How to Escape “Error Snowballs” and Improve Your Pickleball Technique

You’ll often hear that the most important piece of advice in pickleball is avoiding “unforced errors.” There are many training techniques that center around this concept such as “percentage pickleball,” where one uses shots and tactics which are statistically more reliable rather than attempting risky maneuvers that could just as easily go in the other team’s favor. The idea is to keep the ball in play and let your opponents make the mistakes.

This is a simple concept to grasp, but when you try to break it down, it can be harder to determine where, exactly, your original mistake was made. Learning how and why you made a mistake can go a long way towards improving your game and making it more consistent in the future. Some will point to the final moments of play as the main area for analysis, but in fact, you may need to look even earlier to find out what went wrong.

This idea is elegantly shown in video from Tony of In2Pickle. In it, one of the players seemingly loses a point because her paddle wasn’t in a high, ready position. But Tony expresses that the team made several mistakes much earlier than that, which ended up making the final exchange more difficult to defend and placed them in a disadvantageous position.

Watch this concise and helpful video for a full breakdown. To sum up: The main problem starts with Kathie (in the back left side of the court) making a short return serve. This is due to her standing too close to the baseline and having to move back to make the return, resulting in less power in the ball.

This then snowballs into a series of advantages for the opposing team. The offense steps closer to the kitchen and gains more court coverage, while Kathie is still stuck in no man’s land for her next volley. She is forced to hit the ball in an upward arc, which allows her opponent to poach it and further reduce the amount of time Kathie has to get in position.

If you can work out small technical errors in your game like this, then there are much fewer opportunities for the other team to seize an opening. That’s why learning and utilizing basic good practices is so important, including something as simple as knowing where to stand during a serve to maximize your return.

Have you ever taken the opportunity to analyze your games and discover what simple good practices you might be overlooking? Try it, and have a more seasoned player help out if possible! You might be surprised by what you find and how little changes can make big improvements in your game.

Meet The Pros – Leigh Waters

Meet The Pros – Leigh Waters

 Catherine Parenteau and Leigh Waters, Bronze

USAPA Margaritaville Nationals, Catherine Parenteau and Leigh Waters, Bronze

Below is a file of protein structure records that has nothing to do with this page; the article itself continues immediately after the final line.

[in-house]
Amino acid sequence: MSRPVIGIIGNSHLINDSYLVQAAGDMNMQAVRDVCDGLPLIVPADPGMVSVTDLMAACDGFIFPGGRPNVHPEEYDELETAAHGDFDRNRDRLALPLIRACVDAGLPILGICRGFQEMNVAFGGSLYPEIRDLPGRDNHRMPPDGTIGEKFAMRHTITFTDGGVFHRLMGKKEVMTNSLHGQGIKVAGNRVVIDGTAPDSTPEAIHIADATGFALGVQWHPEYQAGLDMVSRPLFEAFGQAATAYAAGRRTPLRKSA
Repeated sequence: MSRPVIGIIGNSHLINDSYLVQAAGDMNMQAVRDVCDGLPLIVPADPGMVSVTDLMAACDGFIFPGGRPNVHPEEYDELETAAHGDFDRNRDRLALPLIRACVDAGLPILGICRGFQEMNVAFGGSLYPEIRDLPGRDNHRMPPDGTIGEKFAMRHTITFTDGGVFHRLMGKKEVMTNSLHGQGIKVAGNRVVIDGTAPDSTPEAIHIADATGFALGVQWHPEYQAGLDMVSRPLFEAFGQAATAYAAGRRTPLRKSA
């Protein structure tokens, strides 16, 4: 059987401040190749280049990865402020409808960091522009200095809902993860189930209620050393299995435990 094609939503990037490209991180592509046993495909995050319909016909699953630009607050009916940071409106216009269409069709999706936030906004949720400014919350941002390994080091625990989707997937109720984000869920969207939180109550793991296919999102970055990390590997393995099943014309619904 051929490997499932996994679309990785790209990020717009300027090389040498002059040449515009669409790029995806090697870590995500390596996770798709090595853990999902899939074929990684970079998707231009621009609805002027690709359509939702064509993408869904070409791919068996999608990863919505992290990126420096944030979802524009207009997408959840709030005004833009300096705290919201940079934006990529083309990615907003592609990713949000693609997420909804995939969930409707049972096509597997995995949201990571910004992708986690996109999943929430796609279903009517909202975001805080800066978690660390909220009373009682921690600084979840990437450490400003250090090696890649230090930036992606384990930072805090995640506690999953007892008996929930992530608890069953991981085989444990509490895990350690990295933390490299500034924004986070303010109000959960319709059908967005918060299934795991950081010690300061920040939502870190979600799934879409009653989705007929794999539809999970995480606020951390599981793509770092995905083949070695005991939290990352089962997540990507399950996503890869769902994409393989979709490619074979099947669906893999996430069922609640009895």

Can you list for us your major wins so we can correctly introduce you to our readers?

2019 Minto US Open Mixed Doubles Age with Dave Weinbach – GOLD
2019 Tournament of Champions, Women’s Doubles Open Pro with Anna Leigh Waters – GOLD
2019 Chicago Pickleball Open, Mixed Pro Doubles with Dave Weinbach – SILVER
Women’s PRO Doubles with Anna Leigh Waters – SILVER
2018 USAPA Margaritaville Nationals, Women’s Skill/Age Doubles with Catherine Parenteau – GOLD
2018 Texas Open – Women’s Open Doubles with Anna Leigh Waters – SILVER
Women’s Singles – GOLD

Leigh and Anna Leigh Texas Open

Texas Open Leigh and Anna Leigh Waters, Silver; Simone Jardim and Lucy Kovalova, Gold; Catherine Parenteau  and Corrine Carr, Bronze

What paddle do you play with and why?

I use the Paddletek Element because it has good pop while being able to maintain control, plus the head of the paddle is a bit smaller so it’s not overly cumbersome.

What is your pickleball story? How were you introduced to pickleball?

My father introduced us to pickleball when we evacuated Florida from Hurricane Irma last year. We went to Pennsylvania and played for two weeks straight. We haven’t stopped since!

What is your preference – playing indoors or outdoors?

Outdoors. I prefer playing on a tennis court surface with a Dura Fast 40.

Do you like singles or doubles better? Why?

I definitely prefer doubles. I enjoy having a partner next to me. Singles is such a physical game and it’s just you out there battling it out. It reminds me too much of my tennis days and I find dubs to be much more fun and social.

Mom and Daughter

Leigh and Anna Leigh Waters Pickleball Pros

What is your favorite place to play? Why?

I love to play in South Florida with all my pickleball friends. We have multiple facilities where we play and I have the most fun when I’m with them.

What is your secret sauce? Any tips for players?

I love mixing in power shots from the kitchen. Throwing in a fast-paced shot keeps your opponent honest and wondering when you might surprise them.

What is your day job?

I’m an attorney.

How many hours a week do you play? How do you make time to play?

I play 6-8 hours a week. I make time by taking my daughter with me. That way we are not missing family time and we get to practice together. Some nights I practice while my daughter has soccer practice. Most important to me is being with her and my family, so I always time practices around Anna Leigh’s busy schedule.

Any lucky rituals before a big tournament?

Not really. I’m not a superstitious person. A good meal is super important, and I like to get to the facility a day or two early to practice.

Do you have any pickleball goals you would like to share?

Personally I just want to have fun and play high-level pickleball and do this with my daughter. Obviously, everyone has goals of winning, but I think it’s something really special to be able to travel the country playing pickleball with Anna Leigh and making memories that will last a lifetime. She is always my first priority, and I just want to teach her to be a good person on and off the court. This journey wouldn’t be half as good if she wasn’t a part of it.